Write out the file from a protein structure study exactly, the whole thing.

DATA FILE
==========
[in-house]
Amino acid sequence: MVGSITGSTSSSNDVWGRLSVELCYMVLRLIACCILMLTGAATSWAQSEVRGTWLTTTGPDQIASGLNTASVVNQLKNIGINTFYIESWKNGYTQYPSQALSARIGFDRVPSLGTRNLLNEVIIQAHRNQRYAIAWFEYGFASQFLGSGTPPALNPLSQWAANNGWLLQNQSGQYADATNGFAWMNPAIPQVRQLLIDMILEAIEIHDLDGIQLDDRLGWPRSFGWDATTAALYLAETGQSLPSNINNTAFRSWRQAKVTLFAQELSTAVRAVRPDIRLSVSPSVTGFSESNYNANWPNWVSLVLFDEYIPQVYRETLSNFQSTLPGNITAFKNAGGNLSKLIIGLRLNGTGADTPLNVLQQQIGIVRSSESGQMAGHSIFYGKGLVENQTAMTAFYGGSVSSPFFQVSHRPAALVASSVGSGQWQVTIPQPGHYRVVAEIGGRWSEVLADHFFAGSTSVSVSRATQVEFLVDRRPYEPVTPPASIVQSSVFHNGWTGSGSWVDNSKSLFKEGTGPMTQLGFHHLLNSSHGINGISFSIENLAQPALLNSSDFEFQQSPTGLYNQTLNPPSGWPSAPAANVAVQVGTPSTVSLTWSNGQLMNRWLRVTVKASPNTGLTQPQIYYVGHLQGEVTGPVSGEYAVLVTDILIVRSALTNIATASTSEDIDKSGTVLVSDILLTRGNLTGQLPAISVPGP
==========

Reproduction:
[in-house]
Amino acid sequence: MVGSITGSTSSSNDVWGRLSVELCYMVLRLIACCILMLTGAATSWAQSEVRGTWLTTTGPDQIASGLNTASVVNQLKNIGINTFYIESWKNGYTQYPSQALSARIGFDRVPSLGTRNLLNEVIIQAHRNQRYAIAWFEYGFASQFLGSGTPPALNPLSQWAANNGWLLQNQSGQYADATNGFAWMNPAIPQVRQLLIDMILEAIEIHDLDGIQLDDRLGWPRSFGWDATTAALYLAETGQSLPSNINNTAFRSWRQAKVTLFAQELSTAVRAVRPDIRLSVSPSVTGFSESNYNANWPNWVSLVLFDEYIPQVYRETLSNFQSTLPGNITAFKNAGGNLSKLIIGLRLNGTGADTPLNVLQQQIGIVRSSESGQMAGHSIFYGKGLVENQTAMTAFYGGSVSSPFFQVSHRPAALVASSVGSGQWQVTIPQPGHYRVVAEIGGRWSEVLADHFFAGSTSVSVSRATQVEFLVDRRPYEPVTPPASIVQSSVFHNGWTGSGSWVDNSKSLFKEGTGPMTQLGFHHLLNSSHGINGISFSIENLAQPALLNSSDFEFQQSPTGLYNQTLNPPSGWPSAPAANVAVQVGTPSTVSLTWSNGQLMNRWLRVTVKASPNTGLTQPQIYYVGHLQGEVTGPVSGEYAVLVTDILIVRSALTNIATASTSEDIDKSGTVLVSDILLTRGNLTGQLPAISVPGP